The first step when making a budget is to break down all of your expenses into 2 categories. The first category is known as “fixed expenses.” The other is known as “variable expenses.” Fixed expenses remain constant. They remain the same every month while variable expenses are constantly changing. Common examples of fixed expenses consist of rent, mortgages, car payments and cable payments. Common examples of variable expenses consist of utilities, auto expenses and food expenses.
Since fixed costs are so easy to manage let’s start our conversation here. All fixed expenses should be paid with direct deposit. That’s it. It’s that simple. All you need to do is bring all of your bills to your bank, and tell your banker that you want to set up some direct deposits. If you provide the necessary information your banker will do the rest. It doesn’t get much easier than that.
Your banker and some of the companies you do business with can also give you advice on how you can fix some of your variable expenses. Some utility companies offer fixed plans. You can speak with your insurance companies and request a fixed plan. You should insist that all of your loans are fixed. When you purchase real estate you can request a fixed escrow mortgage where your loan payments and taxes will both be fixed. Your 10% investing plan and 10% emergency fund should be fixed. Bottom line, try to make fixed payments on any expense that’s possible, and pay it using direct deposit. This is the fastest, easiest and safest way to pay your expenses.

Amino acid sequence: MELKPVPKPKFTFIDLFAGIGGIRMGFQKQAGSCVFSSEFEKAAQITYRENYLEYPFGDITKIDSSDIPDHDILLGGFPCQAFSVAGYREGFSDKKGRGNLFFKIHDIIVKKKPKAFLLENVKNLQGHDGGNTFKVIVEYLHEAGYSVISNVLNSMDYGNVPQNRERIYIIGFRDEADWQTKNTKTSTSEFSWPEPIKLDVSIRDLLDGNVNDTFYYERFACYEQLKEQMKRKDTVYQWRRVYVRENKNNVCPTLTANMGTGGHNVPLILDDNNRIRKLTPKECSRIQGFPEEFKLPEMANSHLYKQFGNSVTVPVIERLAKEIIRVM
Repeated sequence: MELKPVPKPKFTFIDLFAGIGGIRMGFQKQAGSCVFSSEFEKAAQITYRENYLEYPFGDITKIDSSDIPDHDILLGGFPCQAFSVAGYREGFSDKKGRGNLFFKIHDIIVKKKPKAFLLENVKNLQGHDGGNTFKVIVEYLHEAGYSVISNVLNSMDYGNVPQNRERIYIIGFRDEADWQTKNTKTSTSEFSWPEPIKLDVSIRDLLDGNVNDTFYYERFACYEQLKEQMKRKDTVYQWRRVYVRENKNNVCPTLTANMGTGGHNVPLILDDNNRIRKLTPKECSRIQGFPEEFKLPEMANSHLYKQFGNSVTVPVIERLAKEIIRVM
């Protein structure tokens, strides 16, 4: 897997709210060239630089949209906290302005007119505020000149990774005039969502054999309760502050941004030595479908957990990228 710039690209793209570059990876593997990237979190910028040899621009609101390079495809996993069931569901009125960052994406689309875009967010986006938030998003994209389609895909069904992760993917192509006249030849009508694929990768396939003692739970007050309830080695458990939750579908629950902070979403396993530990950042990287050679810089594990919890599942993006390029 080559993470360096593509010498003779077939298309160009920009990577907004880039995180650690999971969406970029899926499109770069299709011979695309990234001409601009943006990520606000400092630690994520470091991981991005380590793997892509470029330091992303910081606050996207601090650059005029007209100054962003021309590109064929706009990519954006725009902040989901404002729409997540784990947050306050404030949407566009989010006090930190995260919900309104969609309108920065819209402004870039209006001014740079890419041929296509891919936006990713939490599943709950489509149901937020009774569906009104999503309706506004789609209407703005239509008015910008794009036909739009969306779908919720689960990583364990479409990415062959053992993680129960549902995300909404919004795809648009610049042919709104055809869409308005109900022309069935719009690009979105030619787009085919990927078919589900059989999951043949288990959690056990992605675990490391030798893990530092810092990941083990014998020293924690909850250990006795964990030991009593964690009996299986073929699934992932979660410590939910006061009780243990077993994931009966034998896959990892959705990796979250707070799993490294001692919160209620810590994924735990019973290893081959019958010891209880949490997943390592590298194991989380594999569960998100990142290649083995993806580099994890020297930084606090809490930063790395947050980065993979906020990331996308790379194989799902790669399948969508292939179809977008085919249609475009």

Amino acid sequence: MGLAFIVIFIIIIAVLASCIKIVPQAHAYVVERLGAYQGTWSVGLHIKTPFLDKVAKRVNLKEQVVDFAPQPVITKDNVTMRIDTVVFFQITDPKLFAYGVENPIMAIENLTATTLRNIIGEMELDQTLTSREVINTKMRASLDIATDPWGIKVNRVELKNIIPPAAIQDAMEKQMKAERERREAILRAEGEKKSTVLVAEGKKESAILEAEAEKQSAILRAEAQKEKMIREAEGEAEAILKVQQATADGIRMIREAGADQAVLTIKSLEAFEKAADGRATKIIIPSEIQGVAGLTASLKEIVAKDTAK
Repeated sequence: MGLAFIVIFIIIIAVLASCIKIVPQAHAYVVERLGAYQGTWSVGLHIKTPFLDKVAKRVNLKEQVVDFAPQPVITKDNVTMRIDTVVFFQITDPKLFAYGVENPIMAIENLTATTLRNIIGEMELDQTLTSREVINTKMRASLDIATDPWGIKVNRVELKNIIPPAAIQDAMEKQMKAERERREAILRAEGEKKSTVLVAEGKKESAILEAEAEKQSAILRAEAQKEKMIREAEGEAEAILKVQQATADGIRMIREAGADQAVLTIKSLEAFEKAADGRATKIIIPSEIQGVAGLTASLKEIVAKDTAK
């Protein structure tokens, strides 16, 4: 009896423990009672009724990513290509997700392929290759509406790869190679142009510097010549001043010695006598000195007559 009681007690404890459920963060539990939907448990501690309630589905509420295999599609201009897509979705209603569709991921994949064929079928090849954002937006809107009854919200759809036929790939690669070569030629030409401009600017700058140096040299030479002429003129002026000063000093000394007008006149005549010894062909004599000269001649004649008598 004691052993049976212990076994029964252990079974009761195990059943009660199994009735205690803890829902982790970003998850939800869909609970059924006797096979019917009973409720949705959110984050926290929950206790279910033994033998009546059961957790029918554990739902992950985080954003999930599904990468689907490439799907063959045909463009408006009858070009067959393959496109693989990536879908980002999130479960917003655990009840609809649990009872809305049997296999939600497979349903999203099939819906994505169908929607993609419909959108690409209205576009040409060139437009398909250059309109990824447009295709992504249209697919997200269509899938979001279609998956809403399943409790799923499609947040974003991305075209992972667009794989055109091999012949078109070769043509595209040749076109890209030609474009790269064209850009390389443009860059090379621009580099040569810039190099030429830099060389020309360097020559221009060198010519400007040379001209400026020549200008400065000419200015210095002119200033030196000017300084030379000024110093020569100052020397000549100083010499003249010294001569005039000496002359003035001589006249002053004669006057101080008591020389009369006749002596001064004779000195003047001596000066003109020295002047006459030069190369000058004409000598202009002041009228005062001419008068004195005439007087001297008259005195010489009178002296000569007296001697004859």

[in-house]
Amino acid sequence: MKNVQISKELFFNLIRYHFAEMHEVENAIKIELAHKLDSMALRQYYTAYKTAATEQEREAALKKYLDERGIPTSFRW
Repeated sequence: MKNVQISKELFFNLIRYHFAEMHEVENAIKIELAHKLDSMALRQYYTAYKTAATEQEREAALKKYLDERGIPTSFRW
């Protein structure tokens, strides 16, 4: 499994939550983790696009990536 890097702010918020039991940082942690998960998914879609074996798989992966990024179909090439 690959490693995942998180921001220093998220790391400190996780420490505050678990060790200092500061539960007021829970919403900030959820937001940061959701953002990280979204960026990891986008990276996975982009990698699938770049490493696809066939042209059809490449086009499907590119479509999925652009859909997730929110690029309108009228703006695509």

Since variable expenses are constantly changing they can be challenging to project and pay. This is where the average soldier needs to use discipline. It also explains why I strongly advocate using direct deposit on all of your fixed expenses. Let your bank take care of the fixed expenses, and then you can concentrate the vast majority of your attention on your variable costs.
The first step towards addressing your variable expenses starts with making a budget at the beginning of every month. Determine to the best of your ability how much you will spend on food, clothing, entertainment, gas, automobile maintenance, household repair, utilities, gifts, donations, etc. If you are married discuss these financial matters with your spouse. Collectively work together to set limits on how much you will spend. Once you have set limits on each of these expenses do the math. Add up all of your fixed and variable expenses and ensure that your income will cover it all. Add or subtract from each line item until your expenses matches your income. Allow yourself some room for era by including a miscellaneous expense category. Once your expenses matches your income double check the math. Once you are sure your budget is mathematically correct, look over each expense to ensure it’s realistic and attainable. You don’t want to set yourself up for failure. When your budget is finalized put it into writing. It’s very important to put your budget into writing, and I will soon explain why.
After Action Review: